How we Lie When We Say We Love Women

Like many of you, I’ve been watching, again, these posts about Bill Cosby. Last year the claim was that we were getting distracted from Michael Brown; this year, we’re distracted from the Charleston massacres. Was there a social media when R. Kelly was peeing on girls under the age of 18? Was there a social media when Woody Allen was courting his stepdaughter & raping his adopted daughter? I wonder what the so-called distractions would have been then.

We have a hard time talking about assaults against women; after all, the “only position for women. . . is prone” or women should be kept “barefoot and in the kitchen” or a woman is to walk five paces behind her husband or a woman is to be submissive to men. How can we talk about assault against women when so much of what we’ve been taught–in schools, in homes, in churches–confirms that women are on this earth to be assaulted.

About a decade ago I was at a conference on Caribbean women writers & several panelists compared women’s bodies to the earth. I was shocked. I thought this metaphor had been put to bed and I could feel others in the audience shifting and whispering. It’s all too easy to compare the earth to women, after all, we think of the earth as that object that gave birth to us and we think of women as receptacles for life. I’m guilty, too, of the easy comparison, and I still think Assia Dejbar’s Fantasia, a complex novel about the Algerian Resistance, which opens with a comparison of the landscape as veiled and the veiled women of Algeria, is one of the more brilliant examples of this by-now tired metaphor.

But somehow, comparing women’s bodies to the earth lets us off easy. The land is pillaged; the woman is raped. The land is drilled into; the woman is raped. The land is land and what is it there for, if not to be attacked by man? The woman is woman and what is she there for, if not to be dominated by man?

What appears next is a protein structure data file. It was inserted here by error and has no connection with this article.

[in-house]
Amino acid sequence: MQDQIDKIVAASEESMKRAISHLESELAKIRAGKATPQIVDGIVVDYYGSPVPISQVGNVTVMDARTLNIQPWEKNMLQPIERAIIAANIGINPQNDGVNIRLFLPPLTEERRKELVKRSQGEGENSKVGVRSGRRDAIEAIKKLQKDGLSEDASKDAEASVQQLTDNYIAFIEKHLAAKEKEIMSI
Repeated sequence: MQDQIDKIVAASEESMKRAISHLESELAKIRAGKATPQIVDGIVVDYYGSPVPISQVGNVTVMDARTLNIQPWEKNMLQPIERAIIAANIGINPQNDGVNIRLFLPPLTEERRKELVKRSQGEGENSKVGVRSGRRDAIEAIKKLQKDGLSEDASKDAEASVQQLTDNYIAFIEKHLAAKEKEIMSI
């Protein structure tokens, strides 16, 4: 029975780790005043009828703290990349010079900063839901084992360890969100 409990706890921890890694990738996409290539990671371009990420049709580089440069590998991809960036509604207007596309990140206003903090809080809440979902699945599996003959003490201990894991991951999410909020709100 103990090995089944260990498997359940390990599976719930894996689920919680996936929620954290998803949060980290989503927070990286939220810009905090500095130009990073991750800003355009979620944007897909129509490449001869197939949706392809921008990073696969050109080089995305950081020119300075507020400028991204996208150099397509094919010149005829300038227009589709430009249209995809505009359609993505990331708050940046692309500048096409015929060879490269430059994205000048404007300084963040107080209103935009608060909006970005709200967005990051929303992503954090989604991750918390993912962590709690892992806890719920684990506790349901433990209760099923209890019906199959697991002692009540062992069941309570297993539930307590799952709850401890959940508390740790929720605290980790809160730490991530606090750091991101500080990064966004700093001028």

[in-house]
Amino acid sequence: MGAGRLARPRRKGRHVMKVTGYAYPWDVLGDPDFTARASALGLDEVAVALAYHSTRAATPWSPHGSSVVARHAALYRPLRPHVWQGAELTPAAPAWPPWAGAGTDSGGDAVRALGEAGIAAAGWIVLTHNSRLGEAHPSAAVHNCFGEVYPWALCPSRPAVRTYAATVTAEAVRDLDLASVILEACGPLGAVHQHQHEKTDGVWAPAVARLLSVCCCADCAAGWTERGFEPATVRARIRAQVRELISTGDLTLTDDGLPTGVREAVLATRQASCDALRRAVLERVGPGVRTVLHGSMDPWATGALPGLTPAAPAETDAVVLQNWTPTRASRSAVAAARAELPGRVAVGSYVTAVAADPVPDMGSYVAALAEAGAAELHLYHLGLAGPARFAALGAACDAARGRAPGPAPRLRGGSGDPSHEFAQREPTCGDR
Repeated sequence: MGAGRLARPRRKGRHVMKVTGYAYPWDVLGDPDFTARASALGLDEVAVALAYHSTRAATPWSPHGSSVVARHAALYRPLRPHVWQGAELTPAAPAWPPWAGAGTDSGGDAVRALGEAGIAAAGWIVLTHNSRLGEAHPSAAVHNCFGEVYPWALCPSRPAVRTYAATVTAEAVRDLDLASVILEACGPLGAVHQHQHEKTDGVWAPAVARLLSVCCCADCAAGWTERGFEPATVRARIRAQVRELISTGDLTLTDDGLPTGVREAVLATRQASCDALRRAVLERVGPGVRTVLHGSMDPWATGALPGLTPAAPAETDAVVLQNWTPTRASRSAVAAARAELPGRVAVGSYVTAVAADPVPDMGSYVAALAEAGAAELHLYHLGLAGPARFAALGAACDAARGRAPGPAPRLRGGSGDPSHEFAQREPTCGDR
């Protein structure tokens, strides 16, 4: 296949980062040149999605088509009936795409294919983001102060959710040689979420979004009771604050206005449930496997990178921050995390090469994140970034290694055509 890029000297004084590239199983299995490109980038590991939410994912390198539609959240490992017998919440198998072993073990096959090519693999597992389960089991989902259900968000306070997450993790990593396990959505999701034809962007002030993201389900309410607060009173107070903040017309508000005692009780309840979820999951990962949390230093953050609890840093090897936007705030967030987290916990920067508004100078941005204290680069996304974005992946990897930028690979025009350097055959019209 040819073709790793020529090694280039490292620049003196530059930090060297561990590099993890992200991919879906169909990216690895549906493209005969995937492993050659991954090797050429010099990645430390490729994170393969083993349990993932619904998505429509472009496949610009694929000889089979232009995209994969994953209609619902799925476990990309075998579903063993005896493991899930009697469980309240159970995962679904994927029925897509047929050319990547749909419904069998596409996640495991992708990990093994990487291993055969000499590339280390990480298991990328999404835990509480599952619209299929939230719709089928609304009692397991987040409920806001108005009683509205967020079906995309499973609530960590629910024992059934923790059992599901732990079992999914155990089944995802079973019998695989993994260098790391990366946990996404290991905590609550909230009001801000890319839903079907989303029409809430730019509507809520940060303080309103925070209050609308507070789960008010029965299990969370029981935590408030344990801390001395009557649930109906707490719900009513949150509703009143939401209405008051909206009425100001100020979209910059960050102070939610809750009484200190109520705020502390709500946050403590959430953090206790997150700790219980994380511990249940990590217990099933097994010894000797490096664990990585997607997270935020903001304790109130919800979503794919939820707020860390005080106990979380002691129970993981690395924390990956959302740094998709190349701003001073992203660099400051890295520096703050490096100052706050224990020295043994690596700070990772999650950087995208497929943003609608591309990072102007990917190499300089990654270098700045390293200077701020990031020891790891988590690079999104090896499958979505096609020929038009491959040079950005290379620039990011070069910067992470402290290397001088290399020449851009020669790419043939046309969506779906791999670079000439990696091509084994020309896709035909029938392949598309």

A few days ago I went to a Home Depot to get a power drill and I ran into a man who worked there and asked for his help. He took me to the drills and pointed to the smallest one and said, “Well, this would suit you, I mean it’s lightweight and easy to handle. . . That’s sexist, isn’t it, but well, my wife would be able to handle it.” I was quite taken aback that he (1) recognized his sexism, (2) acknowledged it, (3) quickly defended it.

I have a friend who, when he gets angry at women, calls them cunt, bitch, pendeja, twat. He says he loves women. I once asked him if he called his male friends cunt & he said he doesn’t call women cunt. I was astonished by the lie and then it occurred to me that maybe his brain was like Snapchat. He does something unthinkable, says something damaging, then quickly erases it from his memory. The classic Etch-A-Sketch brain. He’s not unusual. Men are quick to call women out-of-their-name. Even the call of “Queen” is a violence; it places women on a pedestal, erases their humanity, holds them to a standard, a male standard.